JOSEPH THORNDIKE:  I think he’s released back to 2000, and that’s fairly typical. Now, what you often see is that how much tax disclosure a candidate offers depends on what their political situation is. So Obama released a lot of returns when he was in the Democratic primaries against Hillary Clinton and he wanted to pressure her to release more returns; he was trying to embarrass her, so people tend to release a lot of data when they feel like they can get some political advantage out of that.

BROOKE GLADSTONE:  When John Kerry ran in 2004 he was quite open about his own finances, but he drew the line at his millionaire wife’s.

JOSEPH THORNDIKE:  Spouses do turn out to be a problem here. I mean, this goes back as Geraldine Ferraro when she run as Mondale’s running mate. Her husband didn’t release any tax information, and, and that was quite a controversy at the time. John Kerry had that problem with his wife and, actually, John McCain had that problem with his wife.

BROOKE GLADSTONE:  Now, there are already mandatory disclosures for presidential candidates that give us some insights into how much money they have, so what can you learn from tax returns that you can’t learn from what they are legally mandated to provide?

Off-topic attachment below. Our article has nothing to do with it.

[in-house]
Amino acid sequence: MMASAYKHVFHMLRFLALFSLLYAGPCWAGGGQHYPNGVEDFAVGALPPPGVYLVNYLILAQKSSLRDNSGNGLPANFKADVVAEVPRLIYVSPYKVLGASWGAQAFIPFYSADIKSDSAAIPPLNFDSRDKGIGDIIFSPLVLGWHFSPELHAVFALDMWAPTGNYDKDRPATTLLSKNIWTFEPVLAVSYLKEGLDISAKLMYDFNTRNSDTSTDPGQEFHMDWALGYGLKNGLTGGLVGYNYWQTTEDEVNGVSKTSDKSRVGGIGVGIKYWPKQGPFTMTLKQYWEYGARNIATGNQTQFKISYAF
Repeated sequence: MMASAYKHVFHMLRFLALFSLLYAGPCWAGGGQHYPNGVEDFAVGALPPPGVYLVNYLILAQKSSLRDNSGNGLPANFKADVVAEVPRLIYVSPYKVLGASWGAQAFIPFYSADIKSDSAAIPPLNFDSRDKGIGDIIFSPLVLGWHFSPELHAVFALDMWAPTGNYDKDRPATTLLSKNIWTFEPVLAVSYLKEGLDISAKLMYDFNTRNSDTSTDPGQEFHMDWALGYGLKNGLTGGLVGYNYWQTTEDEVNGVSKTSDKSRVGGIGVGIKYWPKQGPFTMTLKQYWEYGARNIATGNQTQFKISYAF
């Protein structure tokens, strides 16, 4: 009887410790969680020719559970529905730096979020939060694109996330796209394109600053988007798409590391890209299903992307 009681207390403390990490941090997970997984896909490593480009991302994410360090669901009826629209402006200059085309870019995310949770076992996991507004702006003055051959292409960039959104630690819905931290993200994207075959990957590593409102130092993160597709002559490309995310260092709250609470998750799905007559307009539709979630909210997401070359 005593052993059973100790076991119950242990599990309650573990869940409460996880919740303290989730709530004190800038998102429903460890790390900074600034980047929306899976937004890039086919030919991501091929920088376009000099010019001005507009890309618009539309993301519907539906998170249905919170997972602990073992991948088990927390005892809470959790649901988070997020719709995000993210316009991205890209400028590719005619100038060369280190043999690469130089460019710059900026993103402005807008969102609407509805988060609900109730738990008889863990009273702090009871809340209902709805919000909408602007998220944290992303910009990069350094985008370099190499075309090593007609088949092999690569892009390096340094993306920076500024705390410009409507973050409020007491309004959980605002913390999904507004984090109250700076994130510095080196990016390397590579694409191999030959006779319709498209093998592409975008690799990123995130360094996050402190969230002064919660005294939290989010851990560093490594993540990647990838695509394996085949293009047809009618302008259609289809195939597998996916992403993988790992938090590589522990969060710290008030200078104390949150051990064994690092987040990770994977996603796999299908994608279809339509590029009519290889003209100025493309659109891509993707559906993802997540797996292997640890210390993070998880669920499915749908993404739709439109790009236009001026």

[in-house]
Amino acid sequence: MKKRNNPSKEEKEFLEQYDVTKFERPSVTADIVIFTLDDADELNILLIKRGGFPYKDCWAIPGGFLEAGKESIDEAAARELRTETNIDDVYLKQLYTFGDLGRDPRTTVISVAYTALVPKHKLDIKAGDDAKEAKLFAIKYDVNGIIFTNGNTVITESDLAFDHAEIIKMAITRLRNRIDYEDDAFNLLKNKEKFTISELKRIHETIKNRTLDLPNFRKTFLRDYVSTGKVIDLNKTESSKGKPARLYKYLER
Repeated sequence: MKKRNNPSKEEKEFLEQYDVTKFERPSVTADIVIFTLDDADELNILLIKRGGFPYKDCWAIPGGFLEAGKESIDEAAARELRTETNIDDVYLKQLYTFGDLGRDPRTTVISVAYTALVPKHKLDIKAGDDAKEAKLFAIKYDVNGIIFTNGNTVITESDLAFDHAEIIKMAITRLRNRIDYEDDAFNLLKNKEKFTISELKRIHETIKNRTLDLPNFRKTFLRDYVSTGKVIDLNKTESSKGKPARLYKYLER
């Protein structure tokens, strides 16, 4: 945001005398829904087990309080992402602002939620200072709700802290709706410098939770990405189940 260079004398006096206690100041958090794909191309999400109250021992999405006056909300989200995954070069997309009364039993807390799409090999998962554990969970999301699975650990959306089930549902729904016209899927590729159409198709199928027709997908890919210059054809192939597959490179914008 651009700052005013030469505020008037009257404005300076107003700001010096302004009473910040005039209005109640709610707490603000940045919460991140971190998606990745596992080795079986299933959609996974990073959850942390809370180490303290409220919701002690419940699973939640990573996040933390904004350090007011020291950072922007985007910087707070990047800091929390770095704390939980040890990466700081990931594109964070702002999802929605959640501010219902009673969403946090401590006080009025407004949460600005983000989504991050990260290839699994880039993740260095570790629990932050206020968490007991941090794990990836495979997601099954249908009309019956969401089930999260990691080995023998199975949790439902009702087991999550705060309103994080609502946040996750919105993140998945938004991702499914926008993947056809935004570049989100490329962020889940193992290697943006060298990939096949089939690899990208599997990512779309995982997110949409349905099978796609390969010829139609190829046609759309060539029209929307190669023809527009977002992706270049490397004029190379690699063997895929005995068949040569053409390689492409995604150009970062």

JOSEPH THORNDIKE:  I think the real issue here is that it can tell us whether they’re walking the walk. You know, I’ll get up and say, oh, I’m against tax avoidance. You know, I think everybody should pay their fair share, blah-blah-blah.

The question is how do you comport yourself when people aren’t looking? And that goes to the heart of someone’s character. I think that the American people have a right to know that.

BROOKE GLADSTONE:  People who disagree with you argue that the requirement to disclose tax returns going back x number of years might discourage people from entering politics, not just because it would reveal possibly their own dirty underwear but also that of their families and friends.

JOSEPH THORNDIKE:  They’re already compromised their own privacy and that of their family and friends when they decided to run, in the first place.


JOSEPH THORNDIKE:  I mean, they’re filing financial disclosure reports with the Federal Election Commission that are arguably much more invasive than a tax return. So we may think, ugh, past candidates would never have been able to survive this. Could John Kennedy have survived this kind of scrutiny? Maybe not, but you know what, it’s all beside the point.

Long ago these guys decided that their life was gonna be an open book. I think we should just solve the problem, require these guys to staple their return to the back of their FEC disclosure, [LAUGHS] figuratively at least, and just put it out there.

BROOKE GLADSTONE:  This character argument - you mention John Kennedy. He would not have survived inquiries into his personal life, either. Do you think all that stuff should be stapled to the back of an envelope?

JOSEPH THORNDIKE:  I just don’t think you can turn back the clock on this. We might all wish we lived in a more genteel era, but I don’t know what we’re clinging to here. That era is long since gone!

BROOKE GLADSTONE:  Joseph, thank you very much.

JOSEPH THORNDIKE:  My pleasure. Thanks for having me.

BROOKE GLADSTONE:  Joseph Thorndike is the director of the Tax History Project at Tax Analysts, and a contributing editor for Tax Notes magazine.